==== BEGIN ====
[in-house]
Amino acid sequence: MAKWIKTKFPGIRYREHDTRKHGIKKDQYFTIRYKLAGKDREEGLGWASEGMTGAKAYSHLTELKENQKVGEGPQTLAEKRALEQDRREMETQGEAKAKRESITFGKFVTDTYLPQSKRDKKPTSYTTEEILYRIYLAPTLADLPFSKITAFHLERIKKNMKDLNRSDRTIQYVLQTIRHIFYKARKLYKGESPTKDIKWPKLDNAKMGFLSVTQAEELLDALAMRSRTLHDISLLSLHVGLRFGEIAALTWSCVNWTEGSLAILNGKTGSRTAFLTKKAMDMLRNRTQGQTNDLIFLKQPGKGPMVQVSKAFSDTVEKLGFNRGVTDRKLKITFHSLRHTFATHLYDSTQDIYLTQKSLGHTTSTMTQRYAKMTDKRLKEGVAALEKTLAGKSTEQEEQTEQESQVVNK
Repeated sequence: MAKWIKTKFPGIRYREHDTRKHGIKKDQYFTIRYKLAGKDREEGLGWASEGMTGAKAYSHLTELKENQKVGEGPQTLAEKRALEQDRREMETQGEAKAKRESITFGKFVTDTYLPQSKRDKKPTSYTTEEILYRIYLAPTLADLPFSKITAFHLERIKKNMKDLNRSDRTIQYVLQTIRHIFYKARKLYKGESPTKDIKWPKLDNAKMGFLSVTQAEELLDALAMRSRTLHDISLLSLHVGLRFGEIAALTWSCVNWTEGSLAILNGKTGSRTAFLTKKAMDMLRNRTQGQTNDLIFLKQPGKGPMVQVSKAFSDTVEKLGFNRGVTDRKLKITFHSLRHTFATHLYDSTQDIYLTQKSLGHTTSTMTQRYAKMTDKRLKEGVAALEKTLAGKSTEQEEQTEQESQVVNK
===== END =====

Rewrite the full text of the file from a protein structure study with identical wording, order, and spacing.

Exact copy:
[in-house]
Amino acid sequence: MAKWIKTKFPGIRYREHDTRKHGIKKDQYFTIRYKLAGKDREEGLGWASEGMTGAKAYSHLTELKENQKVGEGPQTLAEKRALEQDRREMETQGEAKAKRESITFGKFVTDTYLPQSKRDKKPTSYTTEEILYRIYLAPTLADLPFSKITAFHLERIKKNMKDLNRSDRTIQYVLQTIRHIFYKARKLYKGESPTKDIKWPKLDNAKMGFLSVTQAEELLDALAMRSRTLHDISLLSLHVGLRFGEIAALTWSCVNWTEGSLAILNGKTGSRTAFLTKKAMDMLRNRTQGQTNDLIFLKQPGKGPMVQVSKAFSDTVEKLGFNRGVTDRKLKITFHSLRHTFATHLYDSTQDIYLTQKSLGHTTSTMTQRYAKMTDKRLKEGVAALEKTLAGKSTEQEEQTEQESQVVNK
Repeated sequence: MAKWIKTKFPGIRYREHDTRKHGIKKDQYFTIRYKLAGKDREEGLGWASEGMTGAKAYSHLTELKENQKVGEGPQTLAEKRALEQDRREMETQGEAKAKRESITFGKFVTDTYLPQSKRDKKPTSYTTEEILYRIYLAPTLADLPFSKITAFHLERIKKNMKDLNRSDRTIQYVLQTIRHIFYKARKLYKGESPTKDIKWPKLDNAKMGFLSVTQAEELLDALAMRSRTLHDISLLSLHVGLRFGEIAALTWSCVNWTEGSLAILNGKTGSRTAFLTKKAMDMLRNRTQGQTNDLIFLKQPGKGPMVQVSKAFSDTVEKLGFNRGVTDRKLKITFHSLRHTFATHLYDSTQDIYLTQKSLGHTTSTMTQRYAKMTDKRLKEGVAALEKTLAGKSTEQEEQTEQESQVVNK